Graduates’ and Employers’ Perceptions on Competencies Obtained from An Undergraduate Dental Curriculum

Nik Madihah Nik Azis, Lai Peng Chan, Yi Ying Lok, Dalia Abdullah, Badiah Baharin



Measuring the effectiveness of a dental curriculum as reflected by the competencies of the graduates is paramount in ensuring the curriculum remains relevant in the rapidly evolving field of dentistry. We aimed to assess the competencies of dental graduates of Faculty of Dentistry, Universiti Kebangsaan Malaysia (UKM) as perceived by the graduates and their employers, based on the core competencies listed in the UKM undergraduate dental curriculum.  


A self-administered questionnaire consisting of 43 questions based on eight domains of competencies were sent to all UKM dental graduates of years 2012 to 2015 as well as senior dental officers who represented their employers.  


132 out of 177 graduates (75%) and 18 out of 33 employers (55%) responded. Most graduates felt competent in gathering information and all employers agreed that the graduates were competent with this skill. Out of the eight domains, only community based domain was collectively rated ‘poor’ by the employers while the rest of the domains had an ‘excellent’ rating by both the graduates and their employers.  However, based on the individual skill, basic life support skill was rated very low for both groups (38.6% graduates and 23.5% employers). The employers underrated the graduates in the domain of treatment and prevention, community-based, management and administrative, and communication.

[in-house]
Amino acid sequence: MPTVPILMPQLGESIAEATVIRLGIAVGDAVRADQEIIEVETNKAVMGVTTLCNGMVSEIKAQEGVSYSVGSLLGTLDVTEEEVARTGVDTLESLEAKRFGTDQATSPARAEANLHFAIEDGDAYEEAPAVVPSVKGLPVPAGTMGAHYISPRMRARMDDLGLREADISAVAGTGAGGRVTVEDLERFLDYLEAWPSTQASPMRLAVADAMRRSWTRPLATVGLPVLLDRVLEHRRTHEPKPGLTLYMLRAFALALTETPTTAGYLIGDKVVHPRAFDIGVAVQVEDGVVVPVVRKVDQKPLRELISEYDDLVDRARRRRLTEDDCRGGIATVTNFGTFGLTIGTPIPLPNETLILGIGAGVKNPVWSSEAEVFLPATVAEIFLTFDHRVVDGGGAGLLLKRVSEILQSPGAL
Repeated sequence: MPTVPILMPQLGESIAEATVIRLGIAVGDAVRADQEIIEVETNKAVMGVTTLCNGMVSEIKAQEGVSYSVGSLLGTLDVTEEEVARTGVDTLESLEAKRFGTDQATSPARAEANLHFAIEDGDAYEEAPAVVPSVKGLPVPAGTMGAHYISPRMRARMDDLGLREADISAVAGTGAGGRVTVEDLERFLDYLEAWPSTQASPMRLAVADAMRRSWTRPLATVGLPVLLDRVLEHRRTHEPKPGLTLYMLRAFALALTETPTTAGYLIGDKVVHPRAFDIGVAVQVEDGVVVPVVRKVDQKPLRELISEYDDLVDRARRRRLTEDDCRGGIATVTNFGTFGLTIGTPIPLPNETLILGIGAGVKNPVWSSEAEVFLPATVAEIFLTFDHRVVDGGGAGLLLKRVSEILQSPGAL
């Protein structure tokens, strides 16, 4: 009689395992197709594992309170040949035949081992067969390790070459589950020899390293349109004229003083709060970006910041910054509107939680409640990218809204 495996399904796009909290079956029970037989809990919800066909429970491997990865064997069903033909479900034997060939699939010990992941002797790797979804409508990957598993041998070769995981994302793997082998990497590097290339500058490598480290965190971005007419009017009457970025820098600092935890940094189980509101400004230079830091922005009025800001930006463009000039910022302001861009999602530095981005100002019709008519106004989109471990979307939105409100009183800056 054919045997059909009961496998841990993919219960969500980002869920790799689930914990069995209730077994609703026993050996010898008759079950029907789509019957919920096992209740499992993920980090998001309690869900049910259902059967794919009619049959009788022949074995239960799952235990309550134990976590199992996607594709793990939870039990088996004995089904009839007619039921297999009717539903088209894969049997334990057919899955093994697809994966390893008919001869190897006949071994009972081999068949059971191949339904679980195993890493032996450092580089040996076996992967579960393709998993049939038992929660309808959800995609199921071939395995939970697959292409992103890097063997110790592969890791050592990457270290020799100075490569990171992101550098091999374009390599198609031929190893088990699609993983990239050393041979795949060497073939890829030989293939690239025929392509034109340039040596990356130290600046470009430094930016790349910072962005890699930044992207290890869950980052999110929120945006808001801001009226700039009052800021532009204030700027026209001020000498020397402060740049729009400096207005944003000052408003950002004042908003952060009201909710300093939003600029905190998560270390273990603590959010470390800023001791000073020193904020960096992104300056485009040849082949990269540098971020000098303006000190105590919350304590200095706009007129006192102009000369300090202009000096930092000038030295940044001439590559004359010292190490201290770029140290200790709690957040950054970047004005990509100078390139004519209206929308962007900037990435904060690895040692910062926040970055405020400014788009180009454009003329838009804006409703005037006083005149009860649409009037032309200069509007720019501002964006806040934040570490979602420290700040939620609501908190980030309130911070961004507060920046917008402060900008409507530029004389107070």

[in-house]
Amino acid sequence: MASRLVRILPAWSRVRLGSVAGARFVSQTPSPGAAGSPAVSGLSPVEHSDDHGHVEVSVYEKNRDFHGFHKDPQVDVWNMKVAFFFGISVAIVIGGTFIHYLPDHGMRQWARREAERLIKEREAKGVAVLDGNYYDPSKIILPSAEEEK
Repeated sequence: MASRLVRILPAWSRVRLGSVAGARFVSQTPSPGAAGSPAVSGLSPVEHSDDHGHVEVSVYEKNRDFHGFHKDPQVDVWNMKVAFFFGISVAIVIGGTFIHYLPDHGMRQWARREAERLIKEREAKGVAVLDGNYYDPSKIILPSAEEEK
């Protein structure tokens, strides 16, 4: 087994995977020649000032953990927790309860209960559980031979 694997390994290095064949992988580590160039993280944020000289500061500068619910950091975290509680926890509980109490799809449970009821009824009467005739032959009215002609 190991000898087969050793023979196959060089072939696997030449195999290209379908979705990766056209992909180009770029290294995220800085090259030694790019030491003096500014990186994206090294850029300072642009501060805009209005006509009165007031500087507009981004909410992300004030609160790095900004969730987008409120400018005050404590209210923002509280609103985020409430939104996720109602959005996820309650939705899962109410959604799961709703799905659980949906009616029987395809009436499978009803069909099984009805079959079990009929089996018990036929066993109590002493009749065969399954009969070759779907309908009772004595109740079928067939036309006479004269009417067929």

The findings of this study allow an evaluation of the curriculum in a myriad of angles. Although the graduates reported a good level of competency in most domains, the employers were reserved on the community-based skills. This needs to be addressed in order to improve the undergraduate program.




competence, perception of graduates, perception of employers, dental education, Malaysia

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